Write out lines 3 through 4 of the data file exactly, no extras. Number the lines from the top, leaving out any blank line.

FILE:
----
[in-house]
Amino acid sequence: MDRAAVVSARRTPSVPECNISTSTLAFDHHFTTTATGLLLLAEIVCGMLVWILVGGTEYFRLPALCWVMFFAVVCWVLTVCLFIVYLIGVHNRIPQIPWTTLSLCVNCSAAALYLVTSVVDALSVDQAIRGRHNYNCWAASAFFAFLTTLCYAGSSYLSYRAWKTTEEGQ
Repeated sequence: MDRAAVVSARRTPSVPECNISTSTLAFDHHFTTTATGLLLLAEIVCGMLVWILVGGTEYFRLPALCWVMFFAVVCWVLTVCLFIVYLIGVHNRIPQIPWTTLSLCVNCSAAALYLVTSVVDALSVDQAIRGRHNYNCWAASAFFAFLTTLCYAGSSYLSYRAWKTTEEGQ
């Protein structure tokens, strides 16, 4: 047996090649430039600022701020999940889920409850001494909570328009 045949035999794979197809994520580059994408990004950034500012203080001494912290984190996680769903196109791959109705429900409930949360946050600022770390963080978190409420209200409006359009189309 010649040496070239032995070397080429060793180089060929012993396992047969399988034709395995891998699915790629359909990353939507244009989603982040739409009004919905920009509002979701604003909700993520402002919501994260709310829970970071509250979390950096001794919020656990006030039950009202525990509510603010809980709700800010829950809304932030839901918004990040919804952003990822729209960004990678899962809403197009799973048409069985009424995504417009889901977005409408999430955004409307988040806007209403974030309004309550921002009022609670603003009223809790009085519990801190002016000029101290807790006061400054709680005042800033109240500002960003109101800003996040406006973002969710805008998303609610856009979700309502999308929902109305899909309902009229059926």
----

Repeated sequence: MDRAAVVSARRTPSVPECNISTSTLAFDHHFTTTATGLLLLAEIVCGMLVWILVGGTEYFRLPALCWVMFFAVVCWVLTVCLFIVYLIGVHNRIPQIPWTTLSLCVNCSAAALYLVTSVVDALSVDQAIRGRHNYNCWAASAFFAFLTTLCYAGSSYLSYRAWKTTEEGQ
């Protein structure tokens, strides 16, 4: 047996090649430039600022701020999940889920409850001494909570328009 045949035999794979197809994520580059994408990004950034500012203080001494912290984190996680769903196109791959109705429900409930949360946050600022770390963080978190409420209200409006359009189309 010649040496070239032995070397080429060793180089060929012993396992047969399988034709395995891998699915790629359909990353939507244009989603982040739409009004919905920009509002979701604003909700993520402002919501994260709310829970970071509250979390950096001794919020656990006030039950009202525990509510603010809980709700800010829950809304932030839901918004990040919804952003990822729209960004990678899962809403197009799973048409069985009424995504417009889901977005409408999430955004409307988040806007209403974030309004309550921002009022609670603003009223809790009085519990801190002016000029101290807790006061400054709680005042800033109240500002960003109101800003996040406006973002969710805008998303609610856009979700309502999308929902109305899909309902009229059926």